An Egyptian court revoked the license of a literary magazine on Tuesday on the grounds that a poem it had published more than two years ago was blasphemous, court sources said.BBC adds:
Ibdaa (Creativity), a small circulation magazine issued by a government-controlled publishing house, lost its license for printing Helmy Salem's poem, "Laila Mourad's balcony" –a reference to a 1940s Egyptian movie icon.
The poem contains references to God, some phrased as questions, likening him for example to a villager force-feeding a duck.
The judge described the poem as "presumptuous drivel" and said a free press should be responsible. The ruling followed a lawsuit raised against the magazine by an individual.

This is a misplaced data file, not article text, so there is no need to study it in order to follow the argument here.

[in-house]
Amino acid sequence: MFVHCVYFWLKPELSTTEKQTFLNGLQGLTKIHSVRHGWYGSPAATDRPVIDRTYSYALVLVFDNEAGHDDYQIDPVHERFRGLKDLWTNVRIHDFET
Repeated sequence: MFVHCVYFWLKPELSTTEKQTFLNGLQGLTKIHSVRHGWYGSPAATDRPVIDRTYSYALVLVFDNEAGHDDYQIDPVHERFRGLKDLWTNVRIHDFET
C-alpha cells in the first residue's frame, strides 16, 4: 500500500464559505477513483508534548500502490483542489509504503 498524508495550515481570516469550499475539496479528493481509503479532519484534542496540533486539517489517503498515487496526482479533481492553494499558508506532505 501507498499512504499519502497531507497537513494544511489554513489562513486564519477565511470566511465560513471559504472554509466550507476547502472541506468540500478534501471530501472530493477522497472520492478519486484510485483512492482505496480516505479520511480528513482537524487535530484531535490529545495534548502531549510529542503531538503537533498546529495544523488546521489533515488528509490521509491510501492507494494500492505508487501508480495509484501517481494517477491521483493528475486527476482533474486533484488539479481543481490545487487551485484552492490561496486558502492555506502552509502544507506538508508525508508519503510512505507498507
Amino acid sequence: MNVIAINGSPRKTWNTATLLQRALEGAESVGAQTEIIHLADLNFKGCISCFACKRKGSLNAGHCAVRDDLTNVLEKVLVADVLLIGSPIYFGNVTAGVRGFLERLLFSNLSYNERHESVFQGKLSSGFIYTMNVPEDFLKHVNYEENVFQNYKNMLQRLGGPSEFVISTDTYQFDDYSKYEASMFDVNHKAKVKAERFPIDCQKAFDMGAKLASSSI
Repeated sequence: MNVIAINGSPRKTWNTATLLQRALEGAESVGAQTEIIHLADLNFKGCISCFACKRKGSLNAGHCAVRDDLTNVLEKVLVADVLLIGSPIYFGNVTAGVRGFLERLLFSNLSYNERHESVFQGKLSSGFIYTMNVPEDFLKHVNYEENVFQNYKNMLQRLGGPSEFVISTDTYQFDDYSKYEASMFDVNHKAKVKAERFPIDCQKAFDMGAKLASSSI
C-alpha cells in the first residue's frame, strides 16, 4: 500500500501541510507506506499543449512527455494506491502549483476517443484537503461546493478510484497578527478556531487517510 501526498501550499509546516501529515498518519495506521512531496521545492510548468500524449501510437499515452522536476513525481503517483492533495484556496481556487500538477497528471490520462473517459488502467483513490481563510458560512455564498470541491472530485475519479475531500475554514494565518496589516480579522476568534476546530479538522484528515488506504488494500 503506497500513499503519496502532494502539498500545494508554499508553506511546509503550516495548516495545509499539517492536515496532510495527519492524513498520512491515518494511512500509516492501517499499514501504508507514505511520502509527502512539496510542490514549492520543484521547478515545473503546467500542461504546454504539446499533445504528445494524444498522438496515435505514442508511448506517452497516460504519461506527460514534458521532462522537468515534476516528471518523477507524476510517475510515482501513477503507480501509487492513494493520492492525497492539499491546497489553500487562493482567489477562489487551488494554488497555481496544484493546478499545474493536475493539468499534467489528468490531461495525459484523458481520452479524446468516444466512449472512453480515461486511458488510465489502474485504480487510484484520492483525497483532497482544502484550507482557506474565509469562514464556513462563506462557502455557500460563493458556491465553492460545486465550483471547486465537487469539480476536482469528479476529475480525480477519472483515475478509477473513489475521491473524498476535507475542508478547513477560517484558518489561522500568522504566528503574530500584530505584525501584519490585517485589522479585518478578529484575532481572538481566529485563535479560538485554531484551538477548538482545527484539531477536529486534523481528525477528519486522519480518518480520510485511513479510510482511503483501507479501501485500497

The court's ruling said: "Freedom of press... should be used responsibly and not touch on the basic foundations of Egyptian society, and family, religion and morals."Which is the equivalent of saying that the press is free to write whatever it wants, as long as it is about rainbows and unicorns.
AFP indicates who supported the ruling - that bastion of academic freedom, Al Azhar:
The Islamic Al-Azhar University, the government's highest authority on religion, had submitted to the court its opinion that Salem was a heretic and his poem was blasphemous.Don't invest too much stock in Salem's life.